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September 20, 2012
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Throw some wood at the Kubb Klassic

By Dave Mable

Des Moines Kubb Member Mary Tapken “drilling” kubbs in the 2011 Fall Kubb Klassic. Photo courtesy of Josh Feathers

What the helvete is Kubb? Nope. No idea. None.

This 1,000-year-old sport has some branding issues. Not to worry, though, it’s catching on.

Kubb (pronounced “koob”) is a lawn sport that is said to have been invented by Vikings and is sometimes referred to as Viking Chess. Though this ancient sport has a strong presence in Norwegian countries, it enjoys a small but growing following in the U.S. A dozen Kubb tournaments are held each year throughout America with the U.S. National Championship tournament in Eau Claire, Wisc., each year. And there’s one coming up at in Des Moines on Sept. 22.

Des Moines Kubb Club began in 2009 by Josh Feathers and a friend who searched Wikipedia one day for a “fun, interesting outdoor game.” Kubb was at the top of the search, he said. A homemade set was made and so began the fun. It hasn’t stopped since.

“The game is growing here in the Midwest, but it has some growing to do nationally,” said Feathers. “Most of the active teams are from neighboring states, but interest is growing around the country.”

As the Des Moines Kubb Club began to grow, the idea of a tournament came out of the desire to increase awareness in the game and allow the better players in Des Moines to be challenged by other top teams in the region. The first Annual Fall Kubb Klassic tournament began in 2010 and has grown to include teams from across central Iowa and six other states.

The 2012 Fall Kubb Klassic will be held at Tower Park in Des Moines on Saturday, Sept. 22 starting at 9 a.m. Registration begins at 8 a.m. and is $40 per team. Hoping to also raise money for charity, an auction will be held during the tournament, benefitting Child Life Council.

“We want beginners to come out and play,” said Feathers. “It’s a really easy game to pick up. You just throw wood. It’s like chess: The more you play, the more strategy you learn and use.”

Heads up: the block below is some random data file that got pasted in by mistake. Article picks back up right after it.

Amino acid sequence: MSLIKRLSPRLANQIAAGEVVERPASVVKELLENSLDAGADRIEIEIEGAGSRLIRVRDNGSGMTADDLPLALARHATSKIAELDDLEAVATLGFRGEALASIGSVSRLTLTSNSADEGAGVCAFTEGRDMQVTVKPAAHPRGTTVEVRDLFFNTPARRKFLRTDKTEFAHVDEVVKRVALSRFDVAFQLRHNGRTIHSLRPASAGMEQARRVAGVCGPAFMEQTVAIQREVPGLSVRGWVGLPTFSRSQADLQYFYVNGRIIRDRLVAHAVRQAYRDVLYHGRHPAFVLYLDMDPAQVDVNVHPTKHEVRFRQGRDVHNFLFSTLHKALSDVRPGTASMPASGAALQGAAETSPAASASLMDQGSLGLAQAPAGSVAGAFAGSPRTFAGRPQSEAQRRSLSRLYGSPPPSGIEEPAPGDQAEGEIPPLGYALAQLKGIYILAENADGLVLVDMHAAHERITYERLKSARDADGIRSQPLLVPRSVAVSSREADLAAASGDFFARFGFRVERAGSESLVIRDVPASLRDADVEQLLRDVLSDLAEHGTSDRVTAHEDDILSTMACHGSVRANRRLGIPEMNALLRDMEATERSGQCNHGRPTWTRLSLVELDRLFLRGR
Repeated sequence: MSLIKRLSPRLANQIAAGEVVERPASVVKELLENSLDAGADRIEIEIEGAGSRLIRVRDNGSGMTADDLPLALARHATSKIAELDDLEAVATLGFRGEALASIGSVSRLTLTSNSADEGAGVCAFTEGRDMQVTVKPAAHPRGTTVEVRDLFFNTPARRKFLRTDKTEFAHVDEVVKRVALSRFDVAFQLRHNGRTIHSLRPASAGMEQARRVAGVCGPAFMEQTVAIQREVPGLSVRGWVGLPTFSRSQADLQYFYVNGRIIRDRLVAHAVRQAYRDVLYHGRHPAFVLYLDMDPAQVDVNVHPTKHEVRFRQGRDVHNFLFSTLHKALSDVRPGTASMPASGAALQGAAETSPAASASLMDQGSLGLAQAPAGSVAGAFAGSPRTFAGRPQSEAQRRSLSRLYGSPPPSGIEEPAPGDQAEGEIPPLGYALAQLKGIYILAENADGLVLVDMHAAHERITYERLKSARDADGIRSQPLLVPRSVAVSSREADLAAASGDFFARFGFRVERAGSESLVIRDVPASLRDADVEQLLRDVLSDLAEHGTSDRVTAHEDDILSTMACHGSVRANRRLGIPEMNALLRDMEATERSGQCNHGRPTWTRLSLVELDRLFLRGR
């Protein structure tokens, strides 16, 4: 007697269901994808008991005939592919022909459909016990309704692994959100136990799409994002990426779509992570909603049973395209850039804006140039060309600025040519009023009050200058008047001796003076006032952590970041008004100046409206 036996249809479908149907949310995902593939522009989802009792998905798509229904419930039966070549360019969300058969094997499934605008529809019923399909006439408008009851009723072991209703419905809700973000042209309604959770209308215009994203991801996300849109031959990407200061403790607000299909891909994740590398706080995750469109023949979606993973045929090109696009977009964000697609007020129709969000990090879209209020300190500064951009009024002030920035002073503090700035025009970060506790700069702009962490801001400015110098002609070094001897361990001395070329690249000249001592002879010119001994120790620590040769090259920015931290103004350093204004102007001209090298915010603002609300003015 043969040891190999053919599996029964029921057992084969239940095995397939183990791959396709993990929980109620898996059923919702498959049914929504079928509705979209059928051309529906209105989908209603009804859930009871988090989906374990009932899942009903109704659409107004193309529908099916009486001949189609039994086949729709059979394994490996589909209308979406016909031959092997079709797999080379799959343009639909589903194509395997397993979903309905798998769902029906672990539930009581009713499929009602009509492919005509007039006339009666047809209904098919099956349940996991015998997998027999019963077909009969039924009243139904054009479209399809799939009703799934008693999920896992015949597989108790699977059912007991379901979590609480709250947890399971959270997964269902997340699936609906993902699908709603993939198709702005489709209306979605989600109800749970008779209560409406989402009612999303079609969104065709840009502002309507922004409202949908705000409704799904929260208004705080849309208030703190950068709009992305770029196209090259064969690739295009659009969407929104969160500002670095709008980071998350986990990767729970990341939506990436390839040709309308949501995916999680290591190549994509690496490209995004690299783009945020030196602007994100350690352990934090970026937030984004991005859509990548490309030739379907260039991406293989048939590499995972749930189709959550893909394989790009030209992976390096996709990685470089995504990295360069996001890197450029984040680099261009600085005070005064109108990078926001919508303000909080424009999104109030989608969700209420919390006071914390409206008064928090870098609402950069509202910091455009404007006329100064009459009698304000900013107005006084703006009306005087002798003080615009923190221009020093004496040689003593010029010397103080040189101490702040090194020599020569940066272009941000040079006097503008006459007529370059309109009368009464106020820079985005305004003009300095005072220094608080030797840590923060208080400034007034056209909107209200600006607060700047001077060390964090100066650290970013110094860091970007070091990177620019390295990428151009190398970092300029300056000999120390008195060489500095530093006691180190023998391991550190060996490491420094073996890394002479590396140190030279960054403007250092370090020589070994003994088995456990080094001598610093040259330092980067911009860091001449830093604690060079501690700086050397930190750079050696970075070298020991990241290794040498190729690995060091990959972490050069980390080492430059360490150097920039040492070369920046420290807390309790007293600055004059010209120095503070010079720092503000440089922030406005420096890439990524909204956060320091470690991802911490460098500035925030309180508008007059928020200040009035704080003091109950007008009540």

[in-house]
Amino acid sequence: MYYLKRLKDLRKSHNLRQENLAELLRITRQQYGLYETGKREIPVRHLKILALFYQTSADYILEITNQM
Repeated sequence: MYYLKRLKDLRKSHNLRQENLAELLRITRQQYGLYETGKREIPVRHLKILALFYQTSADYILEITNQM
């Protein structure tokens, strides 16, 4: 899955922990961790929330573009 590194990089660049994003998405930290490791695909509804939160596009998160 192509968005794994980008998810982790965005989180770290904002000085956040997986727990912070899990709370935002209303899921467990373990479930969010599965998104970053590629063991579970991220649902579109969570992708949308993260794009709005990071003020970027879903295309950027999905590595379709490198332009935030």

To make the game interesting for both beginners and experienced players, the tournament is set up to pair teams of similar ability in the same brackets.

“The teams that are traveling from different states want to be challenged by other experienced teams,” said Feathers. “Likewise, we don’t want beginner teams to be crushed in their first game and lose interest. By pairing like-ranked teams, we keep it fun and challenging for everyone.

“It’s also a very social game,” continued Feathers. “Teams are never paired up with the same team twice, so they will meet all kinds of people.”

Des Moines is the only team in the Midwest that pairs like-ranked teams, which makes it popular with some of the better teams from neighboring states. The extra challenge has been beneficial for Des Moines teams as well, giving them the best competition to play against. That extra challenge has helped teams from Des Moines score high at the national meet in Eau Clair. Two years ago, a Des Moines team won the meet, and last year area teams finished second and fifth.

No experience is needed to participate in the Fall Kubb Klassic. Teams must be at least two players strong, so grab a friend and head over to Tower Park. Throw some wood. It’s more fun and more challenging than you think.

Game rules and tournament information can be found at http://www.desmoineskubb.com.

CV



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